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Introduction
Libel of Thomas R. Gedney
Answer of the Proctors
John Quincy Adams' request for paper
Opinion of the Supreme Court
Statement of the Supreme Court to Circuit Cour
Teaching Activities
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Teaching Activities

Standards Correlations

The following teaching activities correlate to the National Standards for History.

  • Era 4 - Expansion and Reform (1801-1861)

    • Standard 2D - Demonstrate understanding of the rapid growth of "the peculiar institution" [slavery] after 1800 and the varied experiences of African Americans under slavery.

    • Standard 3B - Demonstrate understanding of how the debates over slavery influenced politics and sectionalism.

    • Standard 4A - Demonstrate understanding of the abolitionist movement.

The teaching activities also correlate to the National Standards for Civics and Government.

  • Standard II. B. 1. - Explain how certain characteristics, including a history of slavery, tend to distinguish American society from most other societies.

  • Standard III. B. 1.- Evaluate, take, and defend positions on issues regarding the purposes, organization, and functions of the institutions of the national government.

  • Standard III. D. 1.- Evaluate, take, and defend positions on the role and importance of law in the American political system.

  • Standard V. B. 1.- Evaluate, take, and defend positions on issues regarding personal rights.

Cross-curricular Connections

Share these exercises with your history, government, language arts, and drama colleagues.

Teaching Activities

1. Review with students the meanings of the following terms: schooner, brig, writ of habeas corpus, proctor, and libel. Terms are defined in the text of the online headnotes.

2. Divide students into five groups. Print out the the featured documents and the Written Document Analysis Worksheet, and provide one document and a copy of the worksheet for each group. Ask each group to analyze their document. Using the jigsaw method, regroup the students to share the infomation. Lead the class in oral responses to the worksheet questions, and discuss how the documents relate to one another.

3. Ask students to complete a chart similar to one we have prepared comparing the individuals involved in the Amistad case. Documents #1 and #2 provide adequate information to compare Thomas R. Gedney and the Africans. Additional research will provide information on President Van Buren, the Spanish Government, the Abolitionists, and the Spanish planters.

4. Ask students to write an article for an 1841 newspaper describing the decision of the Supreme Court in the Amistad case. Encourage them to research the provisions of the Congressional Act of March 19, 1819, for background information. To insure that students recognize the differences in sectional reactions to the case, assign students particular newspapers, some in the North and some in the South.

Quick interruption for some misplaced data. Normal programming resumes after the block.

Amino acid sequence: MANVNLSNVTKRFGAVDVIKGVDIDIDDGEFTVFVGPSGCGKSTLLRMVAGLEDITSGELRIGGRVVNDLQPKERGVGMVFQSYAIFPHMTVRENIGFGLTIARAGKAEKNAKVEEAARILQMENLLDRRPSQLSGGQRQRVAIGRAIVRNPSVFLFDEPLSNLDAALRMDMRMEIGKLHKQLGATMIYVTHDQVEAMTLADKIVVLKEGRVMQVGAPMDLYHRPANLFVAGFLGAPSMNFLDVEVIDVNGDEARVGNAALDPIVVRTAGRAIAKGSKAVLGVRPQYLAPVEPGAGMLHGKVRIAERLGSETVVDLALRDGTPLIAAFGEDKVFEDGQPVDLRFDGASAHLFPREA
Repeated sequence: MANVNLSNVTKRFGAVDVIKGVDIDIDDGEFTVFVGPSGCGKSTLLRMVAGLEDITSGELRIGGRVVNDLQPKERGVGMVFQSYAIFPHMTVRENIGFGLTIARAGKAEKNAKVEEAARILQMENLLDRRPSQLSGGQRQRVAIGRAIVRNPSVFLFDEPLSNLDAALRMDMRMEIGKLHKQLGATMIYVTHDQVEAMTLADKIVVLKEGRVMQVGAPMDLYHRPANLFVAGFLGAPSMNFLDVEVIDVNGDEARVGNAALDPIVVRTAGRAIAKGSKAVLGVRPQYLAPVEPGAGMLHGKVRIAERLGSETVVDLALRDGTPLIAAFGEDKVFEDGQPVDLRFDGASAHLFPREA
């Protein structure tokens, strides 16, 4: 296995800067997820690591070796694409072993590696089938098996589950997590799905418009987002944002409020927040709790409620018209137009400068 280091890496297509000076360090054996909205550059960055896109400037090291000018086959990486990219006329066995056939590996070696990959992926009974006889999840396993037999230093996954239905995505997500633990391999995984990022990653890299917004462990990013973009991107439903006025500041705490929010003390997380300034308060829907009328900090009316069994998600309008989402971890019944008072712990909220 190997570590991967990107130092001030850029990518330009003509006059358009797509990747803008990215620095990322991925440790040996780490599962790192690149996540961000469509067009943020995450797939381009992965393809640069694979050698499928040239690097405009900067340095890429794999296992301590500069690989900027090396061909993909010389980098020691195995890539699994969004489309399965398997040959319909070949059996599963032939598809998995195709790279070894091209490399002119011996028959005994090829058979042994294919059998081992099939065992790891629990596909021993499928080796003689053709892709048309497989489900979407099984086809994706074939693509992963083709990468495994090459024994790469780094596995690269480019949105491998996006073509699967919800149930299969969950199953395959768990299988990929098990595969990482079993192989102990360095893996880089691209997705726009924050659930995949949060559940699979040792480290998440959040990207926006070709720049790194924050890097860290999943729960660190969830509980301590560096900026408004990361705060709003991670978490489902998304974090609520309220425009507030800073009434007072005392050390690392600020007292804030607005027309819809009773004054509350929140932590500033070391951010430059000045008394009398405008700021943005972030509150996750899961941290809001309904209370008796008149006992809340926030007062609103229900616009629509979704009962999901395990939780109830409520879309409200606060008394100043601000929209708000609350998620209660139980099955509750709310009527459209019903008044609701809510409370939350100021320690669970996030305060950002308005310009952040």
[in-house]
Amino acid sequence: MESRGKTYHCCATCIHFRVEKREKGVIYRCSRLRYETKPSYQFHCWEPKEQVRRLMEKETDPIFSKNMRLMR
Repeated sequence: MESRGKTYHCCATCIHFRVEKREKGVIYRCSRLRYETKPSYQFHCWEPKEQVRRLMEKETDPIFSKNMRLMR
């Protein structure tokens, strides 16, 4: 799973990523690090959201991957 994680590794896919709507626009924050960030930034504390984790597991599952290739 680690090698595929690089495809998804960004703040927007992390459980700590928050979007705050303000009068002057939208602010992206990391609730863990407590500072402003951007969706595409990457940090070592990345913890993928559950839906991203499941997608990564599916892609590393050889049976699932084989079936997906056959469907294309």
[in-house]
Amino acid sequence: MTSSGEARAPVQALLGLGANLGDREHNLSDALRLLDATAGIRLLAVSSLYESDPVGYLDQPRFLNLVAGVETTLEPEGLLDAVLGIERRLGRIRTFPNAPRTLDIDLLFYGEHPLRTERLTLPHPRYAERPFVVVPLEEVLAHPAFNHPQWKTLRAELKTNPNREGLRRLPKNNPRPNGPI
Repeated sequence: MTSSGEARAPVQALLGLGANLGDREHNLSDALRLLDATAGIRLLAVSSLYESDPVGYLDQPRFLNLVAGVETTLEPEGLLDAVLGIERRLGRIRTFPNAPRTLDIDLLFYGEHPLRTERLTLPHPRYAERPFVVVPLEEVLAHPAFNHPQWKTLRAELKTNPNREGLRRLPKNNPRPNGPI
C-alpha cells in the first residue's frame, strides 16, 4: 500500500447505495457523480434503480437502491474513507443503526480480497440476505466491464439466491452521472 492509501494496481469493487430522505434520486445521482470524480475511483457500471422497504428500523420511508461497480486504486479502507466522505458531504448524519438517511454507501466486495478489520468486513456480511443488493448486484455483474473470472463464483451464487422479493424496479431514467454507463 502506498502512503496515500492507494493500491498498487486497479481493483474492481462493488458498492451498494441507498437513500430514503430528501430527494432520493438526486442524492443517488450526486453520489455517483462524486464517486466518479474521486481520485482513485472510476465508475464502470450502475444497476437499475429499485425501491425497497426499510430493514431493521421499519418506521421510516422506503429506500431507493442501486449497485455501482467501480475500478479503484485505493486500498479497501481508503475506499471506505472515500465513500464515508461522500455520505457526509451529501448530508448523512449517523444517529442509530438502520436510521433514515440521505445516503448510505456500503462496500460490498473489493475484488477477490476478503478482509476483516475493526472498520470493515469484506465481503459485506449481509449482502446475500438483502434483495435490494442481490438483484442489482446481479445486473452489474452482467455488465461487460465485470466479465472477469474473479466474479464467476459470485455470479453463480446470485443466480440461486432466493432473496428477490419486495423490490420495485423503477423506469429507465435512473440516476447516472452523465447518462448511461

5. Encourage students to write a review of the Amistad movie, comparing the film version to the actual events as described in the documents. Ask for student volunteers to share their reviews with the class. Lead a class discussion about the value of preserving the historical integrity of the story and the value of changing that story for a screenplay.

6. Following analysis of the documents, divide students into groups of five. Instruct student groups to write and stage a one-act play about the events and personalities involved in the case. The acts might focus on the formation of the Amistad Committee by abolitionists Lewis Tappan, Joshua Levitt, and Symeon Jocelyn; the decision by John Quincy Adams to represent the Africans; the challenges of securing translators for the Africans; and Van Buren's concerns about the election of 1840. Encourage students to quote directly from the documents. Schedule a media specialist to videotape the final productions.

7. Ask student volunteers to research and make an oral presentation to the class comparing the Amistad case to other significant incidents related to slavery prior to the Civil War, including Nat Turner's rebellion (1831), the Creole revolt (1841), and the Dred Scott decision (1857). Use the following questions to prompt comparisons: To what extent did these incidents involve violence? What were their outcomes? How did they influence sectional differences?

For Further Reading:

Jones, Howard. Mutiny on the Amistad: The Saga of a Slave Revolt and its Impact on American Abolition, Law, and Diplomacy. New York: Oxford University Press, 1987.

The Legal Information Institute at Cornell University has created a web site devoted to the legal issues surrounding the Amistad case.


This document has been reproduced from the National Archives and Records Administration for use by educators and students. Generally, material produced by the Federal agencies are in the public domain. To find out more about Amistad and more on American history, we invite you to browse the large collection of data available at NARA.



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